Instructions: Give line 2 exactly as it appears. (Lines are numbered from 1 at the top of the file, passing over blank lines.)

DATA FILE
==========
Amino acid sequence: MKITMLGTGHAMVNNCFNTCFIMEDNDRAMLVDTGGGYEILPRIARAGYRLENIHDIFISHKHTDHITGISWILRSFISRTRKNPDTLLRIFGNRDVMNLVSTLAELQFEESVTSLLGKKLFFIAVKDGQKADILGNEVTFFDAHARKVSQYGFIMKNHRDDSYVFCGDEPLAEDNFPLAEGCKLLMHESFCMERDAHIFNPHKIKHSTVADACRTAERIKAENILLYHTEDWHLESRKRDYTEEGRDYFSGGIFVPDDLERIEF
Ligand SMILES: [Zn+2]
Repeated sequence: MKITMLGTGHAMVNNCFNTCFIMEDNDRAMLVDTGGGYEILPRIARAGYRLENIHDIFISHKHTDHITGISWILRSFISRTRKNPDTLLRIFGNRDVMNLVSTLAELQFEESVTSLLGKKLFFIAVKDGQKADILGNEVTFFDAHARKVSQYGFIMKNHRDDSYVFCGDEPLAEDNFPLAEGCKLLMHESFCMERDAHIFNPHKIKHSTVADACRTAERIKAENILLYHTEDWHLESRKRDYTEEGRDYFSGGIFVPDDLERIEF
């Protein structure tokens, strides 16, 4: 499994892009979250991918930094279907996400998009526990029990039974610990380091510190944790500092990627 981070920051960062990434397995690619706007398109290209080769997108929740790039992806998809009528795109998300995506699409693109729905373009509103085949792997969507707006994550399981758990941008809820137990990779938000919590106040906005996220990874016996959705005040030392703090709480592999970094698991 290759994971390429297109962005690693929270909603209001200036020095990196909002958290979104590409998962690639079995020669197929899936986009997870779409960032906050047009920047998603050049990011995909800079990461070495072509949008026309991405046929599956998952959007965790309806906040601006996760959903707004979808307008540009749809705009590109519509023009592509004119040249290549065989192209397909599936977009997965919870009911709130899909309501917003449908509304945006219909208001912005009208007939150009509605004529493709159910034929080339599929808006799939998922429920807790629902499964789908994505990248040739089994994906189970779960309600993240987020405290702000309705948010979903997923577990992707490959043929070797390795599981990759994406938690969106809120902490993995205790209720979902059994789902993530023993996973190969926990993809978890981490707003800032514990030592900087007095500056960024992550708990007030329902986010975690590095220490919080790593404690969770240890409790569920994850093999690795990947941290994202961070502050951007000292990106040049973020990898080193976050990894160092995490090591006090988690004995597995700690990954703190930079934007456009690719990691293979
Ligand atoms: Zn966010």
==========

Ligand SMILES: [Zn+2]